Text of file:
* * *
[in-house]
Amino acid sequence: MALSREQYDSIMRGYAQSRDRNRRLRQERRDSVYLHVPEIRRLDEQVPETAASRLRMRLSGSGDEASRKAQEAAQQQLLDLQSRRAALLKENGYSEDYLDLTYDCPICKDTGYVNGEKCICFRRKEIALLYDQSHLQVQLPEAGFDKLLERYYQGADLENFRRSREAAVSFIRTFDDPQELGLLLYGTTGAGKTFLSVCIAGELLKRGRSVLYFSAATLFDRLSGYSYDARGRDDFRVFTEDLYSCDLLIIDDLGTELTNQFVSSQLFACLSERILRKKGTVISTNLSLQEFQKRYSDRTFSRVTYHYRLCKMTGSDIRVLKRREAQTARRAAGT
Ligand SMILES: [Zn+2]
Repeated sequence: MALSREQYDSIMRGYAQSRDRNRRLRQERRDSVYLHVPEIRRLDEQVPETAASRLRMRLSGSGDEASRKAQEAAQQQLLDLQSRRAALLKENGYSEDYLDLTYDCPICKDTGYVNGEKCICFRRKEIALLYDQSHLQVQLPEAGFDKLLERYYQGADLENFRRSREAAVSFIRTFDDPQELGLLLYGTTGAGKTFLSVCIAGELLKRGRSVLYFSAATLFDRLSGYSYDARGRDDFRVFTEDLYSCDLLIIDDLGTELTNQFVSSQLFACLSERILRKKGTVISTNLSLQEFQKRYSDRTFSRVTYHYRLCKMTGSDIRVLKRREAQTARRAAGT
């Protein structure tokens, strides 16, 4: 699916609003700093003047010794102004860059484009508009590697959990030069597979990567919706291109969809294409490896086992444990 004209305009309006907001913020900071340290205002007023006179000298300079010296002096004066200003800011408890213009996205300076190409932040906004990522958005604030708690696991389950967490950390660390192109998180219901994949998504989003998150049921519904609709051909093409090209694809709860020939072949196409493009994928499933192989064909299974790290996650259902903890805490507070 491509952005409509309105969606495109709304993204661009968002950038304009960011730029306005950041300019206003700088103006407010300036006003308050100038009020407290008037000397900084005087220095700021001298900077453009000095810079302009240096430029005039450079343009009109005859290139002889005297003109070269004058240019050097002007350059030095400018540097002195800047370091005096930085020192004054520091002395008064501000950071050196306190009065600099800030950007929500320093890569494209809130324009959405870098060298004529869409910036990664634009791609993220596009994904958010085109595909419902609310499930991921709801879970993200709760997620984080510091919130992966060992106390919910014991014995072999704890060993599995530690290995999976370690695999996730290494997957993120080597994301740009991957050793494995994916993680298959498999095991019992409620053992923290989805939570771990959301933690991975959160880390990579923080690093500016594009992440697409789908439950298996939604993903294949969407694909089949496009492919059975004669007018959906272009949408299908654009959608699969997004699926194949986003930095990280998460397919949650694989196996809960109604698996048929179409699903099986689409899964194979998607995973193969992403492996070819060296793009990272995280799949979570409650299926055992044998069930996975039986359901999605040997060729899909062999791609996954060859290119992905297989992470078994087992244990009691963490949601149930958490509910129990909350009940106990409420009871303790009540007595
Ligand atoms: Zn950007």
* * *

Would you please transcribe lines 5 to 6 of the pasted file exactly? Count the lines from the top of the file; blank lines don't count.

């Protein structure tokens, strides 16, 4: 699916609003700093003047010794102004860059484009508009590697959990030069597979990567919706291109969809294409490896086992444990 004209305009309006907001913020900071340290205002007023006179000298300079010296002096004066200003800011408890213009996205300076190409932040906004990522958005604030708690696991389950967490950390660390192109998180219901994949998504989003998150049921519904609709051909093409090209694809709860020939072949196409493009994928499933192989064909299974790290996650259902903890805490507070 491509952005409509309105969606495109709304993204661009968002950038304009960011730029306005950041300019206003700088103006407010300036006003308050100038009020407290008037000397900084005087220095700021001298900077453009000095810079302009240096430029005039450079343009009109005859290139002889005297003109070269004058240019050097002007350059030095400018540097002195800047370091005096930085020192004054520091002395008064501000950071050196306190009065600099800030950007929500320093890569494209809130324009959405870098060298004529869409910036990664634009791609993220596009994904958010085109595909419902609310499930991921709801879970993200709760997620984080510091919130992966060992106390919910014991014995072999704890060993599995530690290995999976370690695999996730290494997957993120080597994301740009991957050793494995994916993680298959498999095991019992409620053992923290989805939570771990959301933690991975959160880390990579923080690093500016594009992440697409789908439950298996939604993903294949969407694909089949496009492919059975004669007018959906272009949408299908654009959608699969997004699926194949986003930095990280998460397919949650694989196996809960109604698996048929179409699903099986689409899964194979998607995973193969992403492996070819060296793009990272995280799949979570409650299926055992044998069930996975039986359901999605040997060729899909062999791609996954060859290119992905297989992470078994087992244990009691963490949601149930958490509910129990909350009940106990409420009871303790009540007595
Ligand atoms: Zn950007």